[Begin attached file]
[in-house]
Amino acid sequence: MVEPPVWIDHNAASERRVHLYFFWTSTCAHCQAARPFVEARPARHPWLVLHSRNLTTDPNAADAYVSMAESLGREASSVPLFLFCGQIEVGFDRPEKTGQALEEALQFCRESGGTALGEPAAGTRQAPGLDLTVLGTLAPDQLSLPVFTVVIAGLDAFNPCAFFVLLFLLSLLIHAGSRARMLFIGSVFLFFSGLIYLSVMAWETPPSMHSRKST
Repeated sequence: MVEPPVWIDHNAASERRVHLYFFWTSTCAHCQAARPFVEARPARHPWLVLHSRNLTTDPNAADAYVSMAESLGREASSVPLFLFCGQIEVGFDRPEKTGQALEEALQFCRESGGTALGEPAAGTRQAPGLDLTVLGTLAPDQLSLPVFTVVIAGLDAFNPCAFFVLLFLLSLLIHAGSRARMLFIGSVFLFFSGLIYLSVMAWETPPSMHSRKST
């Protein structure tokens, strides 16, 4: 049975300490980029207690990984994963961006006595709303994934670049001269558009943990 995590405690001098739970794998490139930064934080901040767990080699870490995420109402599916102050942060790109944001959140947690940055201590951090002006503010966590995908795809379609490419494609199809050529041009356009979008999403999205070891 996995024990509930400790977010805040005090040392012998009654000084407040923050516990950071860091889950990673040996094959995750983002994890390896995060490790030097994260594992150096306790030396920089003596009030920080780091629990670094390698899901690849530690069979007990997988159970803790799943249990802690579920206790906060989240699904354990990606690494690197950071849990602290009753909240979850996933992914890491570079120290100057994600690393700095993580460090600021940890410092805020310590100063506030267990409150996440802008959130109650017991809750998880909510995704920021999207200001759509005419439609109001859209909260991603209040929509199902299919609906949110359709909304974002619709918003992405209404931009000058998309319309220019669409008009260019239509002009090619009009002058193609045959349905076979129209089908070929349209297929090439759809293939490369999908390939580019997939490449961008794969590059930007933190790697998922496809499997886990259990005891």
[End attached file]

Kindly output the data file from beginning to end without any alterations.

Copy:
[in-house]
Amino acid sequence: MVEPPVWIDHNAASERRVHLYFFWTSTCAHCQAARPFVEARPARHPWLVLHSRNLTTDPNAADAYVSMAESLGREASSVPLFLFCGQIEVGFDRPEKTGQALEEALQFCRESGGTALGEPAAGTRQAPGLDLTVLGTLAPDQLSLPVFTVVIAGLDAFNPCAFFVLLFLLSLLIHAGSRARMLFIGSVFLFFSGLIYLSVMAWETPPSMHSRKST
Repeated sequence: MVEPPVWIDHNAASERRVHLYFFWTSTCAHCQAARPFVEARPARHPWLVLHSRNLTTDPNAADAYVSMAESLGREASSVPLFLFCGQIEVGFDRPEKTGQALEEALQFCRESGGTALGEPAAGTRQAPGLDLTVLGTLAPDQLSLPVFTVVIAGLDAFNPCAFFVLLFLLSLLIHAGSRARMLFIGSVFLFFSGLIYLSVMAWETPPSMHSRKST
């Protein structure tokens, strides 16, 4: 049975300490980029207690990984994963961006006595709303994934670049001269558009943990 995590405690001098739970794998490139930064934080901040767990080699870490995420109402599916102050942060790109944001959140947690940055201590951090002006503010966590995908795809379609490419494609199809050529041009356009979008999403999205070891 996995024990509930400790977010805040005090040392012998009654000084407040923050516990950071860091889950990673040996094959995750983002994890390896995060490790030097994260594992150096306790030396920089003596009030920080780091629990670094390698899901690849530690069979007990997988159970803790799943249990802690579920206790906060989240699904354990990606690494690197950071849990602290009753909240979850996933992914890491570079120290100057994600690393700095993580460090600021940890410092805020310590100063506030267990409150996440802008959130109650017991809750998880909510995704920021999207200001759509005419439609109001859209909260991603209040929509199902299919609906949110359709909304974002619709918003992405209404931009000058998309319309220019669409008009260019239509002009090619009009002058193609045959349905076979129209089908070929349209297929090439759809293939490369999908390939580019997939490449961008794969590059930007933190790697998922496809499997886990259990005891």